Predation pressure shapes brain anatomy in the wild
MetadataShow full item record
There is remarkable diversity in brain anatomy among vertebrates and evidence is accumulating that predatory interactions are crucially important for this diversity. To test this hypothesis, we collected female guppies (Poecilia reticulata) from 16 wild populations and related their brain anatomy to several aspects of predation pressure in this ecosystem, such as the biomass of the four major predators of guppies (one prawn and three fish species), and predator diversity (number of predatory fish species in each site). We found that populations from localities with higher prawn biomass had relatively larger telencephalon size as well as larger brains. Optic tectum size was positively associated with one of the fish predator’s biomass and with overall predator diversity. However, both olfactory bulb and hypothalamus size were negatively associated with the biomass of another of the fish predators. Hence, while fish predator occurrence is associated with variation in brain anatomy, prawn occurrence is associated with variation in brain size. Our results suggest that cognitive challenges posed by local differences in predator communities may lead to changes in prey brain anatomy in the wild.
Kotrschal , A , Deacon , A E , Magurran , A E & Kolm , N 2017 , ' Predation pressure shapes brain anatomy in the wild ' , Evolutionary Ecology , vol. 31 , no. 5 , pp. 619–633 . https://doi.org/10.1007/s10682-017-9901-8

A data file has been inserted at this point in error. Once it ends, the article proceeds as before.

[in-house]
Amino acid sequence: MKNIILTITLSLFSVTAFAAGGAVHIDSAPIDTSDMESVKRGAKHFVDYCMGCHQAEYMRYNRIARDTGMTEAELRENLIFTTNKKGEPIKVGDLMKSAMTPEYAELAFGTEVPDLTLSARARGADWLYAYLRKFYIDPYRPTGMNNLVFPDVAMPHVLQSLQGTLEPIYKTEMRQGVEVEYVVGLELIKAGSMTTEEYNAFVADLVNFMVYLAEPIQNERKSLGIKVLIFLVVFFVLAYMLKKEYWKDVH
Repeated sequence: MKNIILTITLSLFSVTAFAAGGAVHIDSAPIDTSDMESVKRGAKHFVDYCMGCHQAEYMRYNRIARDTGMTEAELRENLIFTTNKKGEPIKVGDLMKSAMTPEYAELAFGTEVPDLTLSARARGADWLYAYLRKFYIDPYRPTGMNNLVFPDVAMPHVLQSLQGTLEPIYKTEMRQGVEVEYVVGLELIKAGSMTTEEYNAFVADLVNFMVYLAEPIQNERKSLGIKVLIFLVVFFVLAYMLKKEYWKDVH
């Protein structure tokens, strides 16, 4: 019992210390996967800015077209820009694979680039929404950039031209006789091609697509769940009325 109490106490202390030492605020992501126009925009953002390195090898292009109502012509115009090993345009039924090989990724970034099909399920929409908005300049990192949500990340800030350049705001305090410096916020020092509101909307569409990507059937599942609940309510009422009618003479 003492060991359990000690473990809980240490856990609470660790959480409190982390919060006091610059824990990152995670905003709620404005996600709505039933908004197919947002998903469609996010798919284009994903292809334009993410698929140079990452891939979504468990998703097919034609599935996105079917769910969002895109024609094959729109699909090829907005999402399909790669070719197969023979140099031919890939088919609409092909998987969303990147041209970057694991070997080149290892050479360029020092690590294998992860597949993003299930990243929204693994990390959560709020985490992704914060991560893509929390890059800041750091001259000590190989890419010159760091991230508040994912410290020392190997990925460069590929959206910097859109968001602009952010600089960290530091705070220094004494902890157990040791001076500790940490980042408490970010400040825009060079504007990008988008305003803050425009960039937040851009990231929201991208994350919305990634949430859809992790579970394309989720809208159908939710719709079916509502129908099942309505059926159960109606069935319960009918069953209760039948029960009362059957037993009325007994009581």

© The Author(s) 2017. Open Access. This article is distributed under the terms of the Creative Commons Attribution 4.0 International License (http://creativecommons.org/licenses/by/4.0/), which permits unrestricted use, distribution, and reproduction in any medium, provided you give appropriate credit to the original author(s) and the source, provide a link to the Creative Commons license, and indicate if changes were made.
DescriptionThe predation pressure data were collected by AEM and AED as part of an ERC-funded project (BioTIME 250189), AEM was supported by the Royal Society, AK and NK were supported by the Knut and Alice Wallenberg Foundation (KAW2013.0072 to NK).
Items in the St Andrews Research Repository are protected by copyright, with all rights reserved, unless otherwise indicated.